DW01         WRKR_LCDT_IDX     IDX PART       4,929          4 KEEP     32,768
DW02         WOSC_SCDE_IDX     INDEX          4,479          6 KEEP     32,768
DW01         SBSC_ACCT_IDX     INDEX          4,439          8 DEFAULT  32,768
DW02         WRKR_WKTP_IDX     IDX PART       3,825          7 KEEP     32,768
DB_AUDIT     CUSTOMER_AUDIT    TABLE          3,301         99 DEFAULT   4,096
DW01         WRKR_CLSS_IDX     IDX PART       2,984          5 KEEP     32,768
DW01         WRKR_AHWO_IDX     INDEX          2,838          2 DEFAULT  32,768
DW01         WRKR_DTEN_IDX     IDX PART       2,801          5 KEEP     32,768

This is a very important report because we see three object types (tables, indexes, and partitions), and we also see the sub-sets of the DEFAULT pool for KEEP and RECYCLE. Also, note that all indexes are defined in the largest supported block size (db_32k_cache_size), and multiple buffer pools of 4K, 8K, 16K and 32K sizes are defined.

The output of this script is somewhat confusing because of the repeated DEFAULT buffer pool name. This is misleading because the KEEP and RECYCLE buffer pools are sub-sets of db_cache_size and can ONLY accommodate objects with the DEFAULT db_block_size.

Conversely, any block sizes that are NOT the default db_block_size, go into the buffer pool named DEFAULT. As you can see from the output listing, there are really 6 mutually exclusive and independently-sized buffer pools, and four of them are called "DEFAULT."

It is valuable to run this report repeatedly because the Oracle data buffers are dynamic and constantly changing. Running this script frequently allows us to view the blocks entering and leaving the data buffer. We can see the midpoint insertion method in action and the hot and cold regions as they update. Each time a block is re-referenced it moves to the head of the MRU chain on the hot side of the data buffer. Blocks that are accessed less frequently will age-out, first moving into the cold region and eventually being paged-out to make room for new incoming blocks.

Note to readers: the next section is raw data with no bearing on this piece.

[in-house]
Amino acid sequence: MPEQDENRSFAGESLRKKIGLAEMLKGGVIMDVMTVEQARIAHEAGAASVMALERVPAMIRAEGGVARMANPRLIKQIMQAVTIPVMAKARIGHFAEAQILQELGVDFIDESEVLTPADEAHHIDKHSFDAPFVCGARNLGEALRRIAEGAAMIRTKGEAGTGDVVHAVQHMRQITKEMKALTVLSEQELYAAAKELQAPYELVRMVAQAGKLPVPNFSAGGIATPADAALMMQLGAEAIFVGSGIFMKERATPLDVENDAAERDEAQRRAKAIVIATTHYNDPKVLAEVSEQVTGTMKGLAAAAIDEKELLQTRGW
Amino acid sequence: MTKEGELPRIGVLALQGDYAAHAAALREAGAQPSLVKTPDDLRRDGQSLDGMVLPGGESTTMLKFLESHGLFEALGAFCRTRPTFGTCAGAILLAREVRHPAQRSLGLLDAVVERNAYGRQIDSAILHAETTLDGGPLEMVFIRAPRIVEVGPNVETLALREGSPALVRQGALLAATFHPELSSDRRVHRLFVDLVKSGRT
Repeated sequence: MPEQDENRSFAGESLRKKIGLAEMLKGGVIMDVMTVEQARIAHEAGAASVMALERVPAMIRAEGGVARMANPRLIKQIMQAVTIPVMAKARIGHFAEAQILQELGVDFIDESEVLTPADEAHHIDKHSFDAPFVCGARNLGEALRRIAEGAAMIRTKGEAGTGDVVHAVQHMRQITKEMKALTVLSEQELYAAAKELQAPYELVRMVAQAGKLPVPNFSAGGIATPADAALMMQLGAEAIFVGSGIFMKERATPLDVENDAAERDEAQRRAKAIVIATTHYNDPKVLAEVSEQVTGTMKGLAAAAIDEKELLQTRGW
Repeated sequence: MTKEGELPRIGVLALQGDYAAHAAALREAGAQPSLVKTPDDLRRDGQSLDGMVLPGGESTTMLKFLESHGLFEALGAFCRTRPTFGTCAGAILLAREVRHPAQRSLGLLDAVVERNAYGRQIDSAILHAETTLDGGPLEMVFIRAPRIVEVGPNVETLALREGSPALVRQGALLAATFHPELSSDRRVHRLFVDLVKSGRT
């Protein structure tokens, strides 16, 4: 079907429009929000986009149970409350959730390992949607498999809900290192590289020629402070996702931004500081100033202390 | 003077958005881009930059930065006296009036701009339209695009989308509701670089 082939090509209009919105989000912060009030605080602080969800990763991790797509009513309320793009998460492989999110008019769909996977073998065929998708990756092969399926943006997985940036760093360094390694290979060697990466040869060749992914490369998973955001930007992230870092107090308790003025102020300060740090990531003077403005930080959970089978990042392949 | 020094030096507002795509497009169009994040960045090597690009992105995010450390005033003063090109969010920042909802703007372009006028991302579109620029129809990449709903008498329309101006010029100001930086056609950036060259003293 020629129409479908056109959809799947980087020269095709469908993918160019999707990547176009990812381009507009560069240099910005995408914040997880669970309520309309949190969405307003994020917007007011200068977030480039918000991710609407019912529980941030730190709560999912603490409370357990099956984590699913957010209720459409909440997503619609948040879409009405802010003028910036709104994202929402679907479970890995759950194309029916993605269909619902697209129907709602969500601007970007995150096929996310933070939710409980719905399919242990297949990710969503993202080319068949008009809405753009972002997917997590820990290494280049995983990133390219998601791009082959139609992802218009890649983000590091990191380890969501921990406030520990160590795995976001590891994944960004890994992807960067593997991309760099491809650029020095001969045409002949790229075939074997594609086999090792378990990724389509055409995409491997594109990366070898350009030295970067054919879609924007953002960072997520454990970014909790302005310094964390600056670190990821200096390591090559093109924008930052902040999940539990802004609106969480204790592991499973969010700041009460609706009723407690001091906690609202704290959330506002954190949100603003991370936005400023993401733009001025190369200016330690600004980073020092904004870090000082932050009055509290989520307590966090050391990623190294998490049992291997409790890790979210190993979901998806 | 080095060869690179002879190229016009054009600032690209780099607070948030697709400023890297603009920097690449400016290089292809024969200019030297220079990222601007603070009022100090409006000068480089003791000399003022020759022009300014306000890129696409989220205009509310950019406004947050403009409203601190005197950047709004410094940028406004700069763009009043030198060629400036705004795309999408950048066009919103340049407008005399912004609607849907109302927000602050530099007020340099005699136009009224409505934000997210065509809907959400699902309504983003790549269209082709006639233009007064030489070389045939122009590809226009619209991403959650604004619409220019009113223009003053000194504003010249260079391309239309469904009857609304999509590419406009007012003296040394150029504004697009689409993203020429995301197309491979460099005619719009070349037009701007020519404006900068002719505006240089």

This approach is even more important when considering a decrease to a cache size. When you issue an alter system command to decrease the cache size, Oracle will grab pages from the least recently used (LRU) end of the buffer. Depending on the amount of RAM removed, an alter system command will un-cache data blocks that may be needed by upcoming SQL statements.

For more information on SGA internals and data buffer management, see my book, Creating a Self-Tuning Database. If you want details on the new Oracle10g automation features, see Mike Ault's latest book Oracle Database 10g New Features.

About the author

Don Burleson is one of the world's top Oracle Database experts with more than 20 years of full-time DBA experience. He specializes in creating database architectures for very large online databases and he has worked with some of the world's most powerful and complex systems. A former Adjunct Professor, Don Burleson has written 32 books, published more than 100 articles in National Magazines, and serves as Editor-in-Chief of Oracle Internals. Don is a popular lecturer and teacher and is a frequent speaker at Oracle Openworld and other international database conferences.
This was first published in July 2004